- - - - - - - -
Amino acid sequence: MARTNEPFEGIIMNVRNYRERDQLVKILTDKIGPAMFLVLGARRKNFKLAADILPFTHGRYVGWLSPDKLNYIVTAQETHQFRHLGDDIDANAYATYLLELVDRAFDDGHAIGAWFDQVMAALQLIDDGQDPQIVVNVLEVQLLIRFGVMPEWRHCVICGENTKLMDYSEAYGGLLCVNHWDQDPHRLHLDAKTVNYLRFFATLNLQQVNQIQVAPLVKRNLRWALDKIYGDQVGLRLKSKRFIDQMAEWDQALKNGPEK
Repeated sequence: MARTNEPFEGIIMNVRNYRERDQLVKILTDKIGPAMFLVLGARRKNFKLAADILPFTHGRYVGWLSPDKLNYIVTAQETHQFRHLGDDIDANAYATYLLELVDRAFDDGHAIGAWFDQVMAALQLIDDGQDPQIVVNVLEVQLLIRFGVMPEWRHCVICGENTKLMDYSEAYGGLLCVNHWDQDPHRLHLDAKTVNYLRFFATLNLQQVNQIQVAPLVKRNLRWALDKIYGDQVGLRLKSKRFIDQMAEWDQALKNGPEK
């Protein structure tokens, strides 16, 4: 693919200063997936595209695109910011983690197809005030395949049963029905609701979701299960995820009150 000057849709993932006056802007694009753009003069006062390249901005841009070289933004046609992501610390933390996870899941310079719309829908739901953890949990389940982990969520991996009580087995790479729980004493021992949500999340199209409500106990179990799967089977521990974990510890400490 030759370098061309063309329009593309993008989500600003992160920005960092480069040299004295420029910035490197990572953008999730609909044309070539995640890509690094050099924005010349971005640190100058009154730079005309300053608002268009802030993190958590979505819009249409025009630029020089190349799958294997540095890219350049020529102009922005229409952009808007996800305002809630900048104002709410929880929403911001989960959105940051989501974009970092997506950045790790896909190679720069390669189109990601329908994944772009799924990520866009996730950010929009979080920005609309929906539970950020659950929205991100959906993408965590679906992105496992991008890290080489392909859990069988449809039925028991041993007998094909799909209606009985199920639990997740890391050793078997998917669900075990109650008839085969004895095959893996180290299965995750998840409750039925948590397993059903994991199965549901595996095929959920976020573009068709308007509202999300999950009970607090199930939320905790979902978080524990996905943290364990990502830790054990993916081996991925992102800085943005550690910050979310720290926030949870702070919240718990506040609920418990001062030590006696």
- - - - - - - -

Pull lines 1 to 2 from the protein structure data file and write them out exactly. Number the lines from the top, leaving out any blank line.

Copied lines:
Amino acid sequence: MARTNEPFEGIIMNVRNYRERDQLVKILTDKIGPAMFLVLGARRKNFKLAADILPFTHGRYVGWLSPDKLNYIVTAQETHQFRHLGDDIDANAYATYLLELVDRAFDDGHAIGAWFDQVMAALQLIDDGQDPQIVVNVLEVQLLIRFGVMPEWRHCVICGENTKLMDYSEAYGGLLCVNHWDQDPHRLHLDAKTVNYLRFFATLNLQQVNQIQVAPLVKRNLRWALDKIYGDQVGLRLKSKRFIDQMAEWDQALKNGPEK
Repeated sequence: MARTNEPFEGIIMNVRNYRERDQLVKILTDKIGPAMFLVLGARRKNFKLAADILPFTHGRYVGWLSPDKLNYIVTAQETHQFRHLGDDIDANAYATYLLELVDRAFDDGHAIGAWFDQVMAALQLIDDGQDPQIVVNVLEVQLLIRFGVMPEWRHCVICGENTKLMDYSEAYGGLLCVNHWDQDPHRLHLDAKTVNYLRFFATLNLQQVNQIQVAPLVKRNLRWALDKIYGDQVGLRLKSKRFIDQMAEWDQALKNGPEK